Of course, W. and I are not averse to salmon-fishing. We carried home two of the four we caught, frozen and wrapped in my wedding-party attire. (The wedding being the ostensible occasion we were there; the fishing being the actual reason.)

If W. learned anything as a teenaged deckhand on a charter-fishing boat, he learned how to make fish look big in the photo. I think the blood makes it look like he won a knife-fight with the fish.

Rockfish: Disparaged by salmon fishermen, but it makes the best Thai fish cakes.

We did a lot of nostalgic hunting and foraging, starting the first day: a bike ride to a bolete spot at the base of a glacier, followed by waffles at the Waffle House, followed by dolly-fishing amid the horseflies at Eagle Beach. I have many fond memories of slow, brain-dead waffle-eating after a long day of foraging or hiking out the road. And I love the luxury of how casual fishing is in Juneau: deciding after the day’s main-course activity, to follow up with a little casting … not driving all day to get to a fishing spot; not staking ego or happiness on whether anything is caught, because the fish are so plentiful. In Wisconsin I haven’t encountered any fish bonanzas except winter bluegills, which are hardly worth eating.

Other notable edibles:

• Beach asparagus, a salty vegetable I just learned about. Would make excellent salad garnish.

Foraging for the masses: The Shriners in their tiny cars and everyone else at the 4th of July parade spend most of the parade throwing taffy at people. Sartorial note: Shriners in Alaska wear fancy rubber boots from Fred Meyer.

• A Maryland-style crab boil, with newspapers festively lining the table — Maryland-style except for the size of the crabs — something I’d been yearning for since I left Alaska. Incidentally, PSP has recently been found in Southeast Alaska crab guts. (You never ate the guts anyway, but do be careful.) I am concerned that the anthropogenic rise in sea temperatures will bode ill for my love affair with Dungies and other Alaska shellfish. If the oysters start getting spawny in Kake, that’s when I’ll grow a beard, slash my clothes and start wandering the streets with signs about Impending Doom.

The actual reason we went to Alaska: A wedding in Excursion Inlet, two hours' boat ride from Juneau. This picture marks the first time I have mixed high heels with seaweed.

Wisconsin has its charms, such as the four gallon bags of cherries I put in the freezer last week. But I left my heart somewhere in Gastineau Channel — to feed, naturally, the Dolly Vardens I hope to catch on my return.

Mushrooms on layover

W. and I congratulated ourselves for escaping the Anchorage airport yesterday after 13 hours or so of travel. We took a cab to Kincaid Park. A place that suggested it might have morels, based on the presence of this:


That could have happened in Madison. This probably couldn’t:


Those smudges are bear pawprints. A fellow forager: the hummingbear!

Foraging begins—Mushrooms still sleepy—A happy consolation

People go crazy over these, but they taste pretty much like garlicky green onions you've had before but with a tender leaf. The reason we go crazy is because wild things are always better. It's not rational, but there you have it.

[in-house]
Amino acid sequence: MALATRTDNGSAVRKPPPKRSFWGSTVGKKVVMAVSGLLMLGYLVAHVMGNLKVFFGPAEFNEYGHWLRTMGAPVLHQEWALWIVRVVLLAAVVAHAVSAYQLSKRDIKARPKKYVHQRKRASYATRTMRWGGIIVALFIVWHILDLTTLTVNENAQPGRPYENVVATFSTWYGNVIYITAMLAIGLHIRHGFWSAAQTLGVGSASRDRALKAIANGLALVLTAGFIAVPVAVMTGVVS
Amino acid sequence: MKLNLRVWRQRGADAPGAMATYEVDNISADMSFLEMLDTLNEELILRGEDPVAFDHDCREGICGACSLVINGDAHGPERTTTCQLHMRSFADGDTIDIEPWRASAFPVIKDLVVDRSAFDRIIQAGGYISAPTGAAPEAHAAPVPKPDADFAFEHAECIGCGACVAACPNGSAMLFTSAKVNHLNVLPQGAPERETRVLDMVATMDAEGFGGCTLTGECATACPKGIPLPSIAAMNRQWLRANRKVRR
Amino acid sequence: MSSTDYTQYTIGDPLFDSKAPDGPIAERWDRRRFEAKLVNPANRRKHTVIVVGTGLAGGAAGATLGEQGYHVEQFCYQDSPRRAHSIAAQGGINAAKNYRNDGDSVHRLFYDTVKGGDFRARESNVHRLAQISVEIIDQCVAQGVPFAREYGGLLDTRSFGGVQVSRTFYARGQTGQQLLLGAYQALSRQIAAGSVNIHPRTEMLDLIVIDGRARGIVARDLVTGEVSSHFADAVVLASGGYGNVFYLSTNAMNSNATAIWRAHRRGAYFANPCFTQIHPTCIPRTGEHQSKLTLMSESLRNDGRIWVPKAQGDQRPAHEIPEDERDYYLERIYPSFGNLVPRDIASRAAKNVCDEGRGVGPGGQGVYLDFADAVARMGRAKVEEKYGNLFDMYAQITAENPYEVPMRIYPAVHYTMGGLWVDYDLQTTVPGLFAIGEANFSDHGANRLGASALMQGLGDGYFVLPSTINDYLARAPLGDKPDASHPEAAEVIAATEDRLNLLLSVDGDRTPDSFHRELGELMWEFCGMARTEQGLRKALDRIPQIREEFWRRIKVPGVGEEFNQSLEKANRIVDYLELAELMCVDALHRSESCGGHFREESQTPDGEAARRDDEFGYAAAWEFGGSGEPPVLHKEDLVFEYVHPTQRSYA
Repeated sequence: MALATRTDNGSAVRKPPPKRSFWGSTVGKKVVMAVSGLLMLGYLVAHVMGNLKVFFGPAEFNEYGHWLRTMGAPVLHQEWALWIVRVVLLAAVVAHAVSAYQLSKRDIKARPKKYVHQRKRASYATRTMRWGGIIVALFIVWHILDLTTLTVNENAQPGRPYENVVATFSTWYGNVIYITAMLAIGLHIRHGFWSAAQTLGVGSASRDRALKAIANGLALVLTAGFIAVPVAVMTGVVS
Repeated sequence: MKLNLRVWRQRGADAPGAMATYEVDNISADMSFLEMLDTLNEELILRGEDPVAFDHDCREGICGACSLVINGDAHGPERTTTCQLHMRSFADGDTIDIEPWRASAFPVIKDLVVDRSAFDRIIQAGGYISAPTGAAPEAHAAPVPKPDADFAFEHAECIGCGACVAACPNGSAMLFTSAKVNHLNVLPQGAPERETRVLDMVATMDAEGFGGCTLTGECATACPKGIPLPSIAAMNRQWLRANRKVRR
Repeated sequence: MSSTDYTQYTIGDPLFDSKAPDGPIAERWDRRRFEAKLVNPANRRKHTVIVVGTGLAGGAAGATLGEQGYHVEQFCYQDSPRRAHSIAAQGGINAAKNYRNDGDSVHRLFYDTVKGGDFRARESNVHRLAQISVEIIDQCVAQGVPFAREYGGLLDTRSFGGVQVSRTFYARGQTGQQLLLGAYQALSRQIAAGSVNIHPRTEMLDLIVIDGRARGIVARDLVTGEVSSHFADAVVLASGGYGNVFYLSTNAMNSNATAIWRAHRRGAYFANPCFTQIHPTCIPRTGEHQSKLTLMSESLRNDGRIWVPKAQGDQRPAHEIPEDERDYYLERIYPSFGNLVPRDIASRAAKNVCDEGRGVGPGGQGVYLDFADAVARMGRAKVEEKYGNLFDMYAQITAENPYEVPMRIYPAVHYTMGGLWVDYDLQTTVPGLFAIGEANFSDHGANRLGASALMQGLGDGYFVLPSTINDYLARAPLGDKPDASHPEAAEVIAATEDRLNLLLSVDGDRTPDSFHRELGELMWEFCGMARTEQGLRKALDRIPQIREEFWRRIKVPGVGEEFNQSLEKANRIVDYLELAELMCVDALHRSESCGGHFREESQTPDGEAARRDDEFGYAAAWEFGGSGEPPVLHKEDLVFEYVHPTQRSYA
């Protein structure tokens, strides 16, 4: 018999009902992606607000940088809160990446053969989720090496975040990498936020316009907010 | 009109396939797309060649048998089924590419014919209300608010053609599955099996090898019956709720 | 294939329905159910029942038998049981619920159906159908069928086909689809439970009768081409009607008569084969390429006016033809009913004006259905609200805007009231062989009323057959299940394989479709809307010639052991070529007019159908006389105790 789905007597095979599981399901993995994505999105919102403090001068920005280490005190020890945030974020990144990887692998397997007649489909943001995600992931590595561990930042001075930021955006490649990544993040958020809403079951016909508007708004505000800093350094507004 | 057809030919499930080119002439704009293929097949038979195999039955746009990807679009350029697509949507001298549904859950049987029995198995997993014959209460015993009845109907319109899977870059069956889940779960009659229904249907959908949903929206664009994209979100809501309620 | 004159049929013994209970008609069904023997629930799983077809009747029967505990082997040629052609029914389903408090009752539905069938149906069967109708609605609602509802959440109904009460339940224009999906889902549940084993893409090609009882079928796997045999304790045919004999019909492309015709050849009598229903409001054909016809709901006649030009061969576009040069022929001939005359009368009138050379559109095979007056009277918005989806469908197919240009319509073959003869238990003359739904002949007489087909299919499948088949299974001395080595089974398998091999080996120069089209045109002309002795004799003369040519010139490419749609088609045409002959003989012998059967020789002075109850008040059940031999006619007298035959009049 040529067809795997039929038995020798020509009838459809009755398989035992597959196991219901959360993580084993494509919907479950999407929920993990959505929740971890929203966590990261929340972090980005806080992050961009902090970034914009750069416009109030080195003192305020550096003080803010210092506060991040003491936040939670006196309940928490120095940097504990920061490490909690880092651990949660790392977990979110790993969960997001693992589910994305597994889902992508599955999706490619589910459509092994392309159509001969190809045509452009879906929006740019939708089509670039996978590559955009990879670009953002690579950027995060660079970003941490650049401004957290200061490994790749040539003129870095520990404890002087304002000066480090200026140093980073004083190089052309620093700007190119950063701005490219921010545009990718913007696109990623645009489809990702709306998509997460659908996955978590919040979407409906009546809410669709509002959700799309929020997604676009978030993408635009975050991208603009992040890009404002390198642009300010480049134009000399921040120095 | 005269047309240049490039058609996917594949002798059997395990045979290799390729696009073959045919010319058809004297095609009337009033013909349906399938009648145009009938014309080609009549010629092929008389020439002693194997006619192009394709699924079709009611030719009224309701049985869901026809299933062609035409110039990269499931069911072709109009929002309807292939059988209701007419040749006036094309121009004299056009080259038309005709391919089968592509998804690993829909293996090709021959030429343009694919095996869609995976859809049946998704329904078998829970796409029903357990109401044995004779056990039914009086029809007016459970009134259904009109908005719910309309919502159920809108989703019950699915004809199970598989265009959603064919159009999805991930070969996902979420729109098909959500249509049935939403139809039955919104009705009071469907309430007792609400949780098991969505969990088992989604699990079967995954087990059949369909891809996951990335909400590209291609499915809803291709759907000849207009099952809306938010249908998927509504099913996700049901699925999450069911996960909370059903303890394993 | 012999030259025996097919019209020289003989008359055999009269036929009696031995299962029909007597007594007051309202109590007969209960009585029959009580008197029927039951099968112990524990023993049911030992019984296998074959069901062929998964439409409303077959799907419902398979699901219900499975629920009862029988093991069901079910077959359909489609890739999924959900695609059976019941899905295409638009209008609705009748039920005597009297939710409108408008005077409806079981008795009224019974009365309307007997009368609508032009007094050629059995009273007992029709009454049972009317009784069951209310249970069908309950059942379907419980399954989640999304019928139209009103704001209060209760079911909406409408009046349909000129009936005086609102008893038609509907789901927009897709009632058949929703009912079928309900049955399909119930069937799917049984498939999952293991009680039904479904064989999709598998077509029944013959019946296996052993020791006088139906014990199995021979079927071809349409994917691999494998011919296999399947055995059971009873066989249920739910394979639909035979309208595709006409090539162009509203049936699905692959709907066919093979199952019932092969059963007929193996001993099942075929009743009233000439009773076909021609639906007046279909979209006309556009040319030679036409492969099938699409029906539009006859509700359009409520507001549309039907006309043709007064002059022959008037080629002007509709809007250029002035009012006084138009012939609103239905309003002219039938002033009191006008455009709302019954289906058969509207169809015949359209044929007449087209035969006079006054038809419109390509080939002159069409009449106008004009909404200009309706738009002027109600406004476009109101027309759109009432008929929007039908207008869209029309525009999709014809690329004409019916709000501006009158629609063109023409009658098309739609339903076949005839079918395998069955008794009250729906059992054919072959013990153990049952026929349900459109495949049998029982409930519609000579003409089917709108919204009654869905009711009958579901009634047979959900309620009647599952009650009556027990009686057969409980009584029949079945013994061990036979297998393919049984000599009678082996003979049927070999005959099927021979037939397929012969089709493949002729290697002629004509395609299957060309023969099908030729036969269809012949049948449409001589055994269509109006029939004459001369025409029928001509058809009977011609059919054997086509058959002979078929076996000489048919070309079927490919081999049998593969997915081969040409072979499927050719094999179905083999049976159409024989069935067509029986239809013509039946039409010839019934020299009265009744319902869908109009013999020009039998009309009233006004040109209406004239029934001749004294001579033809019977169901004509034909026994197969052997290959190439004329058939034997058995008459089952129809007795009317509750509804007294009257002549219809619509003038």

Week #2 of the 2011 morel hunt: no morels. Last weekend it seemed like it was still pretty much winter out there. But today we walked among shoots and sensed we were just a few days too early. The obsession is growing. But stay out long enough, and Mother Nature will always provide something. Sometimes it’s something unpleasant, like ticks. (Who knows, I may have those, too.) Today it was a lovely consolation prize: ramps. Continue reading

Springtime is cheesytime

Curd in cloth; and unmolded two days later.

Incidentally, the making of stinky cheese is one of my top post-reporting-burnout fantasy careers. I also want to own goats, but goats whose poop is someone else’s responsibility, if we’re going to flesh this fantasy out. But for now I am a long way from Master Cheesemaker, and just two weeks ago embarked on my first long-term cheese project.
Continue reading

Wild turkey, with a small ‘t’

Four pounds of it, snagged by hunter Karl, brined and waiting for the smoker.


The turkey’s purpose is to inspire a group of non-turkey hunters before their turkey hunt this weekend. Just before turkey season begins for everyone else, the Wisconsin Department of Natural Resources has a Learn to Hunt program, organized by Karl. I’ll be hunting, even though I lost my glasses this week. As will W., and a few other wild-food-friendly friends. It’s a natural progression from hunting mushrooms to hunting moving prey, a leap that requires substantially more hand-eye coordination.

I am petrified of drying out the meat; Ruhlman has advised keeping the temperature as low as possible. Also, we may have to engage in some Poor Housewife Witchery to stretch it out over the expected crowd. Perhaps something involving the other Wild Turkey.

A sausage cure for the winter blues

Tastes like salami, but more so than usual: smoother, richer, funkier. The extra pork fat stayed nicely separate from the meat, which validated my OCD efforts to keep it cold during the grinding process.

First, a note of thanks to my parents. When you sent W. that bulky weather station, the one that displays the humidity and temperature both outside and inside, plus the barometric forecast and the atomic time, we scoffed. We can get the weather outside by going outside. We get the weather inside by going inside.

However, it was indispensable in creating the perfect sausage-curing climate. Perhaps if the manufacturers had mentioned that use on the packaging, I would have been less skeptical. Continue reading